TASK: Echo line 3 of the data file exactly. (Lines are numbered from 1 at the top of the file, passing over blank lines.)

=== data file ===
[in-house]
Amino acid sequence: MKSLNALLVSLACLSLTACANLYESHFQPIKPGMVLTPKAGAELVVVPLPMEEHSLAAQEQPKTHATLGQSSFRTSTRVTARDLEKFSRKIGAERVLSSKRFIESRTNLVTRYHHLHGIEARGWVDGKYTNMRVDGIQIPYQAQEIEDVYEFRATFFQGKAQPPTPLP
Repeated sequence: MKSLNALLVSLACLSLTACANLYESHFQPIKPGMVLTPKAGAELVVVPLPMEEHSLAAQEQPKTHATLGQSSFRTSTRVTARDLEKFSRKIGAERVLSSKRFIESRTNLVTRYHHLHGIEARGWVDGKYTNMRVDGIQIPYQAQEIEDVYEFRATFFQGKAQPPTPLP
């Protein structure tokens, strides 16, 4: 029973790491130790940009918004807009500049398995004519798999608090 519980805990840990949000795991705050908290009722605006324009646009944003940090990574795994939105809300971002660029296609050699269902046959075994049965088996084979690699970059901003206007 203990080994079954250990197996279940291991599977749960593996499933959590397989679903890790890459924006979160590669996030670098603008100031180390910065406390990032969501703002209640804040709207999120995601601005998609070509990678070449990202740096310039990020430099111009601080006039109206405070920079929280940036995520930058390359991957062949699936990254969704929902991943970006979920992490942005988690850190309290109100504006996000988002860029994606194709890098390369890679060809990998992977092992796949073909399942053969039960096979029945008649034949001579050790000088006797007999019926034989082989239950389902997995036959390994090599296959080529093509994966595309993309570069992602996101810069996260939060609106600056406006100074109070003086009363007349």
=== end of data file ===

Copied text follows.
Repeated sequence: MKSLNALLVSLACLSLTACANLYESHFQPIKPGMVLTPKAGAELVVVPLPMEEHSLAAQEQPKTHATLGQSSFRTSTRVTARDLEKFSRKIGAERVLSSKRFIESRTNLVTRYHHLHGIEARGWVDGKYTNMRVDGIQIPYQAQEIEDVYEFRATFFQGKAQPPTPLP